It’s been well-documented that the Texans want a franchise quarterback. Whether or not that franchise quarterback is in this draft is yet to be determined. However, all signs regarding that question say ‘no’. Can a quarterback in the draft become a franchise quarterback? Of Course! But, the question is whether or not the Texans are willing to roll the dice and draft a quarterback from Johnny Manziel, Blake Bortles, or Teddy Bridgewater with the first pick.

It’s not easy! Bortles is prototypical with size and arm strength and seems to be an O’Brien type guy. Teddy Bridgewater had a great college career. But his pro day put teams on alert. Honestly speaking, Manziel is off the charts athletically and has the backbone of a dinosaur.

But, let’s face it; six-foot quarterbacks in the NFL are still somewhat of an anomaly and taking one with the first pick overall in the NFL Draft is taking a HUGE chance when there’s a Jadeveon Clowney with off-the-chart type talents just sitting there.

A LOOK AT HISTORY

Johnny Manziel is special and there may never be another like him. But, while he has shown special gifts, there a few others who have shown the same or similar gifts throughout the history of the league.

Great six-foot and under quarterbacks who come to mind are former Minnesota Vikings QB, Fran Tarkenton, New Orleans Saints QB Drew Brees, former Bears, Patriots, Bills, and Chargers QB Doug Flutie. Add to that list Seattle Seahawks quarterback, Russell Wilson, former Washington Redskin Sonny Jurgensen, Kansas City Chief great, Len Dawson, and former Redskin legend Joe Theismann before his career-ending encounter with Lawrence Taylor. Pat Haden, formerly of the Los Angeles Rams is on that list with current Jets quarterback, Michael Vick.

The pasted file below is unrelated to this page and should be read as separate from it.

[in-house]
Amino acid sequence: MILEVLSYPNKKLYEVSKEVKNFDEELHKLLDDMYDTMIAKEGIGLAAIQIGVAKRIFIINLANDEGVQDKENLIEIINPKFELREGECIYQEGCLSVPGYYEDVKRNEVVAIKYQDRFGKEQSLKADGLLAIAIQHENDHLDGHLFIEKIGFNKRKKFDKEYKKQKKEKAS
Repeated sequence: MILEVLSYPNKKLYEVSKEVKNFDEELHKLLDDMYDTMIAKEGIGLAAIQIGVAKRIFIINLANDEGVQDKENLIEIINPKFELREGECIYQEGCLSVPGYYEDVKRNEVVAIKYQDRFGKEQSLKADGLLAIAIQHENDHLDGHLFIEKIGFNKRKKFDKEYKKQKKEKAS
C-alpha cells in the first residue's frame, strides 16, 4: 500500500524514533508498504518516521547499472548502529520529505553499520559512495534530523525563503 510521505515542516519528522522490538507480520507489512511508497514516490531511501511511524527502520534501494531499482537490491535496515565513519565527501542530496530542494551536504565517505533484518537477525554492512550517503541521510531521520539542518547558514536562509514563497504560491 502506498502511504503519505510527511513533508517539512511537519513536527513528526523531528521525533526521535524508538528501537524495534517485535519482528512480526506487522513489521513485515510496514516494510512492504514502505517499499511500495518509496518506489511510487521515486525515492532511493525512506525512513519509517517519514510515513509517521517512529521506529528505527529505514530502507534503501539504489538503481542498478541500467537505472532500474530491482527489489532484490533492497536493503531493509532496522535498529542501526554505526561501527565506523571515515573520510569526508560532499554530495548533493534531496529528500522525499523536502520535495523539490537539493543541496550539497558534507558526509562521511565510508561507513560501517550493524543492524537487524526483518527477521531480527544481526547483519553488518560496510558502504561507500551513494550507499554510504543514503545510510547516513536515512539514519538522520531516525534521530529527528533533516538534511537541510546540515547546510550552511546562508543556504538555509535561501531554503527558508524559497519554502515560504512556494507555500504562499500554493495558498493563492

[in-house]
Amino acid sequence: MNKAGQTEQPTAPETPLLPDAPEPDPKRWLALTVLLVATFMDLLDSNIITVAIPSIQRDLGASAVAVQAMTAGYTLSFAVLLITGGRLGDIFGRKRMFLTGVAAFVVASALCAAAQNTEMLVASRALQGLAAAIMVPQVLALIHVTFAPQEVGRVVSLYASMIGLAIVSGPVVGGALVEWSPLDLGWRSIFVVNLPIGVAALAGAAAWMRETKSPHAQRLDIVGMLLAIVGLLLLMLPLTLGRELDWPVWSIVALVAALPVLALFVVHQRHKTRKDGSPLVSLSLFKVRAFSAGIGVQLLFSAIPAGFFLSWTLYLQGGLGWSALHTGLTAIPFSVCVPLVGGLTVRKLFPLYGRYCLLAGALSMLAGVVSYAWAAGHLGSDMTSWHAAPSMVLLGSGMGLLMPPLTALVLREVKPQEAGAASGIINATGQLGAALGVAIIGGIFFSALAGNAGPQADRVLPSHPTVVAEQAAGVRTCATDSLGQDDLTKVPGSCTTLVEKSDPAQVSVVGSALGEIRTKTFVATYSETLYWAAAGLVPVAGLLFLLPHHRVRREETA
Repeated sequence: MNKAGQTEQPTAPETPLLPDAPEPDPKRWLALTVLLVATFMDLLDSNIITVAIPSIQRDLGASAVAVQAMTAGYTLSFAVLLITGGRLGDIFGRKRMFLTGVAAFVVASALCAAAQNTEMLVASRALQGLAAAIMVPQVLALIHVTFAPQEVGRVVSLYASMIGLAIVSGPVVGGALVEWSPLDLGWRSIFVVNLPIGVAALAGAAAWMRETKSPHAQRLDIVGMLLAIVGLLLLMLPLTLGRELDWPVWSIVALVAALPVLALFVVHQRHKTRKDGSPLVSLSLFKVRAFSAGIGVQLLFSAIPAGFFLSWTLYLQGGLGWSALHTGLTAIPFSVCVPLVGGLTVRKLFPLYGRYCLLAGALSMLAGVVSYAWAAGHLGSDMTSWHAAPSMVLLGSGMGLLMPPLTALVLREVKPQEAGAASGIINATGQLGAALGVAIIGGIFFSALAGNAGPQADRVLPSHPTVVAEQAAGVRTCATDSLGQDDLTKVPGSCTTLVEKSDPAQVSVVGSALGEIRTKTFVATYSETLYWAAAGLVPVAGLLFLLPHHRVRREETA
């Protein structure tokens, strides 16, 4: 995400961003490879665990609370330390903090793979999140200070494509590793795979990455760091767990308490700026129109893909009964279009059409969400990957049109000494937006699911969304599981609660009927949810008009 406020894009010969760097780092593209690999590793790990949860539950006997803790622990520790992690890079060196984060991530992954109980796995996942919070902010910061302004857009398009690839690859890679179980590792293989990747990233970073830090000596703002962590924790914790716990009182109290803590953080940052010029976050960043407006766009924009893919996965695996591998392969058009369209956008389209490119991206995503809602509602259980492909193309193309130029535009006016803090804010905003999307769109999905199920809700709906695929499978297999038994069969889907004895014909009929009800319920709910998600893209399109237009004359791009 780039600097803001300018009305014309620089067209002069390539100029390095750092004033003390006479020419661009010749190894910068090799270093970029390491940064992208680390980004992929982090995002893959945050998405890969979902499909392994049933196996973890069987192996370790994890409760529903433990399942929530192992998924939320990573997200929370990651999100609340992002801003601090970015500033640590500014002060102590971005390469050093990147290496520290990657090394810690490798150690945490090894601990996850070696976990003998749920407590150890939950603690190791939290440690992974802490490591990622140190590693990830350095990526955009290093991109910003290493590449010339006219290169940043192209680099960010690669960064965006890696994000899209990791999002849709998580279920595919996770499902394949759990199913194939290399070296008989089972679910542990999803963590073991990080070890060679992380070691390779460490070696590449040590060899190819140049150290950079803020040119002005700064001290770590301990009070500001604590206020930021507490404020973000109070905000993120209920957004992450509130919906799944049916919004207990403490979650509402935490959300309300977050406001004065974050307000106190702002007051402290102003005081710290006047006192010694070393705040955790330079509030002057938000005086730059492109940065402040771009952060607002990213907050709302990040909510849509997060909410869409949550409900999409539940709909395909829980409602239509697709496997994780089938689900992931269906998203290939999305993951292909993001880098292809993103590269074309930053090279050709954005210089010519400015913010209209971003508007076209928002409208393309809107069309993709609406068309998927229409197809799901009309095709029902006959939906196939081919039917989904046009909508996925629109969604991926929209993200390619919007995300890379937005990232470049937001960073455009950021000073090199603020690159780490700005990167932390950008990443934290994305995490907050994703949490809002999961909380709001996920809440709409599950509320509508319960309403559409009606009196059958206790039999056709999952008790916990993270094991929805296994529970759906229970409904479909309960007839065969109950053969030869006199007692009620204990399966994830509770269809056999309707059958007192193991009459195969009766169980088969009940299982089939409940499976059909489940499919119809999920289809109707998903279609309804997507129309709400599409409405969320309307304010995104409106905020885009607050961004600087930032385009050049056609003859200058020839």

Eddie LeBaron, formerly of the Washington Redskins and the very first quarterback of the Dallas Cowboys in 1960, was 5-feet-7 inches tall. He was named to four Pro Bowls while with the Redskins and actually started ahead of the great Don Meredith in 1960 and ’61 when left unprotected and taken by the Cowboys in 1960.

The question then becomes in what rounds were these six-foot and under quarterbacks drafted. Tarkenton was drafted in the third round, while Brees was drafted in the second. Fluite was taken in the 11th round, Wilson in the third, and Jurgensen in the 4th. Dawson was selected with the 5th pick of the first round by the Pittsburgh Steelers during the 1957 NFL Draft. Theismann was selected in the 4th round, Haden in the 7th, and LeBaron, 10th round. The only quarterback of this bunch selected with the first overall pick is Micheal Vick who was taken by the Atlanta Falcons in 2001.

So history tells us there is precedent for selecting a six-foot-or-under quarterback with the first overall pick. The Texans decision will be based solely on need, circumstance, and whether or not they see Manziel as the face of the franchise for the next 10 to 15 years.

Only the history buffs are more concerned with whether or not the Texans will draft a six-foot-or-under quarterback 13 years later and there are plenty of us around.